It's the season for those of us with college students who've been away at school to welcome them home. Our almost 19 year old daughter arrived home last week. At my counseling practice in Newport Beach, California, I've been getting calls and meeting with parents and families about managing the transition well of having an adult son or daughter home for a few months.

About the time school is out in late May or June, students had adjusted nicely to their greater independence, living in dorms or apartments, managing their own schedules, and enjoying the fun of having their friends around all the time. Similarly, by late spring, parents have also let go and adjusted to less regular parenting tasks.

Parents have questions. Here are some I'm fielding:

Should I set a curfew?

What if they want to sleep until 2:00p.m. everyday?

What's fair to ask them to do with their room or household chores?

Can I expect them to earn some of their own spending money, or to save some towards their own fall college expenses?

Entrances and exits from the family system are both situations that take adjustments. Give your son or daughter a few days to get caught up on sleep after their finals and moving home. Then it may be a very good idea to have lunch or dinner with them and talk together about the adjustments that you each need to make while they're home to make it a successful summer for all of you.

I don't recommend giving curfews to college students who have already been living on their own. That would be like going backwards and they'd resent it, and you'd be fighting all summer. However, I do feel it's okay to ask them to be reasonable, not have overnight guests without your permission, and to ask for your son or daughter to be very quiet after the older generation goes to sleep, and about what time that is. It's also okay to ask for no midnight laundry, or showering, blow-drying or loud music after a certain hour. While all those things are probably common at school, you just need to ask for respect for quiet times you need at the house.

It's also perfectly okay to ask your son or daughter about their summer plans. They may already be working on it, but, if not, you can tell them you want them to be productive over the summer and look for work or enroll at your local community college for some summer credits, or both. Don't give them so much money that they don't need to work, or you are a part of the problem of their stagnation.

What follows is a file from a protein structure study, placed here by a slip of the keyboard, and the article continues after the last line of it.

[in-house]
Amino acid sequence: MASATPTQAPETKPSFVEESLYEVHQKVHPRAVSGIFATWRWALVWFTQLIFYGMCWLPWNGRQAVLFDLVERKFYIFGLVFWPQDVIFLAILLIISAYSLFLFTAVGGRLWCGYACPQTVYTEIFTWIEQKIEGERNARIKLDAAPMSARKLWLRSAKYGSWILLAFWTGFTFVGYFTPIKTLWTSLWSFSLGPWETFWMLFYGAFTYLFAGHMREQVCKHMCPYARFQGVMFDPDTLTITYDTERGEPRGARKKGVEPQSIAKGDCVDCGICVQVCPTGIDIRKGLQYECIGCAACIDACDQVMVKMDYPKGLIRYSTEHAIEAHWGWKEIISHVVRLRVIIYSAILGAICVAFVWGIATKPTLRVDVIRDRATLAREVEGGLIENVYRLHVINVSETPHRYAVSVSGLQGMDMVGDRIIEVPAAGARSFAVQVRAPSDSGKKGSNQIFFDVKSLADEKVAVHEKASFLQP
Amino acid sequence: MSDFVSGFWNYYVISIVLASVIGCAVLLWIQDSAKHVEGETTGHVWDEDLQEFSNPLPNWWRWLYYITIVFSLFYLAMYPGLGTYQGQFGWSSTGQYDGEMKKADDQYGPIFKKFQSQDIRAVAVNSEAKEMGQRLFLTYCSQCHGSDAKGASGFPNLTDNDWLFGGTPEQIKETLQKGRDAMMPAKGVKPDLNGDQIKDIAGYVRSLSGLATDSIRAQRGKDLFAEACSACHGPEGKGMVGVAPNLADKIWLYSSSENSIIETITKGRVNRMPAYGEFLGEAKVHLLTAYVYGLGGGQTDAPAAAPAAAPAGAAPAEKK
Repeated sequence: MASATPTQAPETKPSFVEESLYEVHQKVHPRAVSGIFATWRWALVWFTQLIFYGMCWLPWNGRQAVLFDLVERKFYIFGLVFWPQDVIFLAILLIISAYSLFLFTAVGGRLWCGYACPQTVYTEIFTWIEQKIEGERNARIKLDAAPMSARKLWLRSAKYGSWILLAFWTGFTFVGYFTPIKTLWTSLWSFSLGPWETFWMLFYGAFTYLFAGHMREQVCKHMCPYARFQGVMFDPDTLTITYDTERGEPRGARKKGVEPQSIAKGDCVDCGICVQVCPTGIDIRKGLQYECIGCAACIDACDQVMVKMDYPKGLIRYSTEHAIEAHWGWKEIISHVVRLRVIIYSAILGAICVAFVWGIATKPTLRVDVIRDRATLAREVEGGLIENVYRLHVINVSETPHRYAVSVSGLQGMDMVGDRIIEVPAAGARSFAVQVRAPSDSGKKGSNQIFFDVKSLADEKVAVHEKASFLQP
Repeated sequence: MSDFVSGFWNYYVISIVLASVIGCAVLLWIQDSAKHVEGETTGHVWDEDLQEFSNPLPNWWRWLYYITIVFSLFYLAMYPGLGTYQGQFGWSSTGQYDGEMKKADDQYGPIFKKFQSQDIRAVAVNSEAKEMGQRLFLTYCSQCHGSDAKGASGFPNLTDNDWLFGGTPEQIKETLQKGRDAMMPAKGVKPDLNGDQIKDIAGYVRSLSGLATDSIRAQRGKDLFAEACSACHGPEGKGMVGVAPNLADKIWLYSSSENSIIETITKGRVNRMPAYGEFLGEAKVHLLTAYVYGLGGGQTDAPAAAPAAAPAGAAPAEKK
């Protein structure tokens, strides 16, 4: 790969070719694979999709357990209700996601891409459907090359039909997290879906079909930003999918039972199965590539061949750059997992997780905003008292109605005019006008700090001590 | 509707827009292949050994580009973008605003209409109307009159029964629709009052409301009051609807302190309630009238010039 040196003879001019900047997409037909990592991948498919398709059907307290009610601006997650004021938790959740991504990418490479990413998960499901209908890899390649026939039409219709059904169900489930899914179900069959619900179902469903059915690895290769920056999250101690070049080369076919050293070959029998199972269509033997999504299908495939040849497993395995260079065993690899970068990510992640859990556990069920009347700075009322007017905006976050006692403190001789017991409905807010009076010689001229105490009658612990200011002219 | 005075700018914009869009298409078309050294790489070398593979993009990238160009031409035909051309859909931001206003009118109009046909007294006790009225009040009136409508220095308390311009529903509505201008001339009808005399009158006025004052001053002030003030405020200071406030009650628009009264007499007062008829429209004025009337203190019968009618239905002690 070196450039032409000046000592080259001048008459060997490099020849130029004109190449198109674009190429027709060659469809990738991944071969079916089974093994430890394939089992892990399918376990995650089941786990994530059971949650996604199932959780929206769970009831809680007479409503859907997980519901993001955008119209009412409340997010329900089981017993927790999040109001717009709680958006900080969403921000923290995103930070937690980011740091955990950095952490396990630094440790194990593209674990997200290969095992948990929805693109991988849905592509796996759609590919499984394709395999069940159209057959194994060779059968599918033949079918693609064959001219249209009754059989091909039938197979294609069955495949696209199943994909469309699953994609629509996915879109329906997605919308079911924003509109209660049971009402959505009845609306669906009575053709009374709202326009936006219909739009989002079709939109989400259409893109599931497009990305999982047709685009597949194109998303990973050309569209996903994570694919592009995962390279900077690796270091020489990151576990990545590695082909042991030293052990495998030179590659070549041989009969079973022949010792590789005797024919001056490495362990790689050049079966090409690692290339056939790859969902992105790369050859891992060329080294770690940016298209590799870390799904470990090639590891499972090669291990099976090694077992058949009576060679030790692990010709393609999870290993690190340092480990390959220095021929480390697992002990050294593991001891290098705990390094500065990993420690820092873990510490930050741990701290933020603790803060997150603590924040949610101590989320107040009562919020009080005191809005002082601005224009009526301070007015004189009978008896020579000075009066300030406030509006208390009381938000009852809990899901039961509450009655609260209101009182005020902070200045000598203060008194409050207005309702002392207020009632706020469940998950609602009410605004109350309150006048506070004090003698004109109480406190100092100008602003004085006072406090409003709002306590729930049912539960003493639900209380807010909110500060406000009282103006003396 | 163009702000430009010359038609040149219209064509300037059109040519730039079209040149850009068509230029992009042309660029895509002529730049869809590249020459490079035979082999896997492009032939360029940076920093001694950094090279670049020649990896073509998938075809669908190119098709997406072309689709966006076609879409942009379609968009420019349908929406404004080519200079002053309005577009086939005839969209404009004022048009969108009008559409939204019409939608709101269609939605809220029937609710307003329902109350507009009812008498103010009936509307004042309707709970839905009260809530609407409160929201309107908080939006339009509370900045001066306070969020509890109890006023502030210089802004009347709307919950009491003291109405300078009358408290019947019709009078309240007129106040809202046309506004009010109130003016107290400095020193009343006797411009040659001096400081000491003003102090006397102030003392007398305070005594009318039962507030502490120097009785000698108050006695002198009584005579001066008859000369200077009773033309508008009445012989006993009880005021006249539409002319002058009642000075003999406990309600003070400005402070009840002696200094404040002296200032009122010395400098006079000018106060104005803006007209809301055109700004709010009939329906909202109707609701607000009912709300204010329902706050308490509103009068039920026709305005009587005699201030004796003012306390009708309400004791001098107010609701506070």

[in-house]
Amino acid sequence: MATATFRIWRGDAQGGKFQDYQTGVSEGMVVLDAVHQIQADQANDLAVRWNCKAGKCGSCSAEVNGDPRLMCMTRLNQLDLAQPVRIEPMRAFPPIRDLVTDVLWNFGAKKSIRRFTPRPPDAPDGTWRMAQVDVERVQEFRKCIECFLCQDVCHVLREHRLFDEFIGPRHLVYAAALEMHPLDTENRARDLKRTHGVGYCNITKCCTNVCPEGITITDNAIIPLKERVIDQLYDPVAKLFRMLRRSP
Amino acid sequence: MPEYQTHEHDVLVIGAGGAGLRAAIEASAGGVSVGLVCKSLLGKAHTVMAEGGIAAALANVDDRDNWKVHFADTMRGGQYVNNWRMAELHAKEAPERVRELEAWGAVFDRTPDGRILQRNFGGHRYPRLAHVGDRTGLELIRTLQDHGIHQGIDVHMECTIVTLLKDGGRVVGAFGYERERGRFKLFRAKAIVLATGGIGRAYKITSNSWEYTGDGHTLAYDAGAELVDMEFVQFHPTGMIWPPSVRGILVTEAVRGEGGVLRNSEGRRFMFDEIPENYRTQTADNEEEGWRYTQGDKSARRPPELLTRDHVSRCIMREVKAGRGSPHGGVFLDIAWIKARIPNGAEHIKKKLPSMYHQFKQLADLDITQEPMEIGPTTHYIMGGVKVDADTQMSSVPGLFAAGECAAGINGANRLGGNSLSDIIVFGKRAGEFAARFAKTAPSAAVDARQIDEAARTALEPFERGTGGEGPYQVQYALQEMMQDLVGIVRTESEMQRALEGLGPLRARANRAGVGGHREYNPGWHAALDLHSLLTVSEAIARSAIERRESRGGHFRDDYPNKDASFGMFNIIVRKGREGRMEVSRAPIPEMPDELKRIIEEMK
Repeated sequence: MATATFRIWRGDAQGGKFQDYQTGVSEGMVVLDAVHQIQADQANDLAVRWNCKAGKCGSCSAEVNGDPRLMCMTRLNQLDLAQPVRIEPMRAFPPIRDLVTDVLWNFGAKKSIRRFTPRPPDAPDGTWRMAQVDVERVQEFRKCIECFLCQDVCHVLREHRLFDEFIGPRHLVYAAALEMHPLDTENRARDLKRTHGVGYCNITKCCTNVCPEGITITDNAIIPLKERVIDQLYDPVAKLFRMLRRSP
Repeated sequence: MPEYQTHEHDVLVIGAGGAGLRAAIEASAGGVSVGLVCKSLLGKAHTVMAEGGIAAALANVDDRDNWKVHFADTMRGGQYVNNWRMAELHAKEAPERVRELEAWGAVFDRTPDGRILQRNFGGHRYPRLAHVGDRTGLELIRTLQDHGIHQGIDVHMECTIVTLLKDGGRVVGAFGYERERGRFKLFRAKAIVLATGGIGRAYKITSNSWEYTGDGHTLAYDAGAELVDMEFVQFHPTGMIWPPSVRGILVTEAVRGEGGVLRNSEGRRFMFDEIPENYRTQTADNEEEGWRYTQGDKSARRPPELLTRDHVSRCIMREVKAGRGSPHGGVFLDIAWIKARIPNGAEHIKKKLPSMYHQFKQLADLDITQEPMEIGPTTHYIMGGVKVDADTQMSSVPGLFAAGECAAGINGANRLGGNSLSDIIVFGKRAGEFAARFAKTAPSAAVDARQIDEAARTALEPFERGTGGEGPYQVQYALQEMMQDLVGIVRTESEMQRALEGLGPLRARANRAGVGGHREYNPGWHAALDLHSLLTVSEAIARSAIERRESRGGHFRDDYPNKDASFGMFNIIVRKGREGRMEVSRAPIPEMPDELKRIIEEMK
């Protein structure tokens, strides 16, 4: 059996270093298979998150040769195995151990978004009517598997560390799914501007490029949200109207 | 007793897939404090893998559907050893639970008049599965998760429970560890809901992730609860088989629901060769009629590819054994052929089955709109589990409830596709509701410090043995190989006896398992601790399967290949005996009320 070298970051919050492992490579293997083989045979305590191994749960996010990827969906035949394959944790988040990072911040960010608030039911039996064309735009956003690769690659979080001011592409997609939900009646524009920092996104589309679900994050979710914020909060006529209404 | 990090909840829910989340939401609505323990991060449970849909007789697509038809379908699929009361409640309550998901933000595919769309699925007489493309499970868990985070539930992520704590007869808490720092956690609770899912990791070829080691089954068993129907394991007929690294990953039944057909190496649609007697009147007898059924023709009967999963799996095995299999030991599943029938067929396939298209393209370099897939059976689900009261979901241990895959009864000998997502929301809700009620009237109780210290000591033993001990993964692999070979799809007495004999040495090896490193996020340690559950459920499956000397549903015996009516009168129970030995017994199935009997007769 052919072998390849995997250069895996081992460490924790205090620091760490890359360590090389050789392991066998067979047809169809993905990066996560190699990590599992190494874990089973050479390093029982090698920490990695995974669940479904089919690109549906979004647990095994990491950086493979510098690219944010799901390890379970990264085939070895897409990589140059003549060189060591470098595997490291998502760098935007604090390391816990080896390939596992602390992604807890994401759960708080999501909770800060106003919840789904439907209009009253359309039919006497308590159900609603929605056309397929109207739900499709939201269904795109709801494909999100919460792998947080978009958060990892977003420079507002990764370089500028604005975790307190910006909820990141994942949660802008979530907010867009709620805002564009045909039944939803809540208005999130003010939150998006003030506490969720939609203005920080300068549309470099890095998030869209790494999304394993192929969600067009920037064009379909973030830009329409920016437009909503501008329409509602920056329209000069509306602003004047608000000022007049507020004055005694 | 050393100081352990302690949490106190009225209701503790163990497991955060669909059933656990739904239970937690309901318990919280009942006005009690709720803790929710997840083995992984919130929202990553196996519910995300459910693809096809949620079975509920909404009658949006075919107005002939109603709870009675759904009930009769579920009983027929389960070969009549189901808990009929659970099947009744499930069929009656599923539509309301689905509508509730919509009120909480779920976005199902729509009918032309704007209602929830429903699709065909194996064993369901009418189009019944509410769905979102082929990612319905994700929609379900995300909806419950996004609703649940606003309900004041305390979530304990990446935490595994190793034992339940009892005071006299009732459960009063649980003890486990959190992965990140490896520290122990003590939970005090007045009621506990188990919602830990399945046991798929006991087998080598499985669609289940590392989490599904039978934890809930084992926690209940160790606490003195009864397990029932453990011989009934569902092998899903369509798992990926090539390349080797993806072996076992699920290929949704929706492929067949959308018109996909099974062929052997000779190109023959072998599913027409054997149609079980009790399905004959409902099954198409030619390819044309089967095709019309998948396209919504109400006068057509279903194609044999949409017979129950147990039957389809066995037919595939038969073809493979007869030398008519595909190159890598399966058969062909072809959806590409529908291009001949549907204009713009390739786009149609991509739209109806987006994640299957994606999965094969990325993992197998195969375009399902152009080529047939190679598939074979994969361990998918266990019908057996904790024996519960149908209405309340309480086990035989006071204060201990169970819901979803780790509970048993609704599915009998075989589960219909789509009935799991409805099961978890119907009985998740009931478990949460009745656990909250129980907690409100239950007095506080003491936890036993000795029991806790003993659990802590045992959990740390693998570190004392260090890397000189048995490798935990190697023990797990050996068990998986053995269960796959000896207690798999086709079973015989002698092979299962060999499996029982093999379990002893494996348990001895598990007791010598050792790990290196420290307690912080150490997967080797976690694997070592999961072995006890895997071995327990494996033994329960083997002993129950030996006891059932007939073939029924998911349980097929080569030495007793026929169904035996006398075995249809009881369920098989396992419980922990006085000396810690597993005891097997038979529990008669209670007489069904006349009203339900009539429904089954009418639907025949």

Make a list of household and outside tasks that you normally do, and ask them if they could please help this summer by picking up a few of them. Set a date each week where those things will be done, without you nagging. It's also reasonable that they do their own laundry, pick up after themselves, make their bed, hang up wet towels, and not leave dishes out for you to do. Perhaps they could care for the dog? Do some gardening? These chores are fair, and make them a better roommate when they return to college. They are not home to be your maid, but you're not there to wait on them either. Think teamwork.

With meals and groceries, communication helps. I have a small whiteboard on an easel on a kitchen counter that updates everyone on which nights I'm serving dinner and at what time, and each person can let me know if they will be gone so I don't waste food. I grocery shop several times a week, and I let our college student know she can write down requests on the list in the kitchen.

If other things bother you, talk it over so you can work it out. Be realistic. Your adult son or daughter is only home for a few months. If they are a night owl, you are unlikely to reform their sleep schedule. It may be a job or early morning class in the future that shifts their schedule.

Make it a wonderful summer. Talking about your expectations and asking for your college student's involvement will help!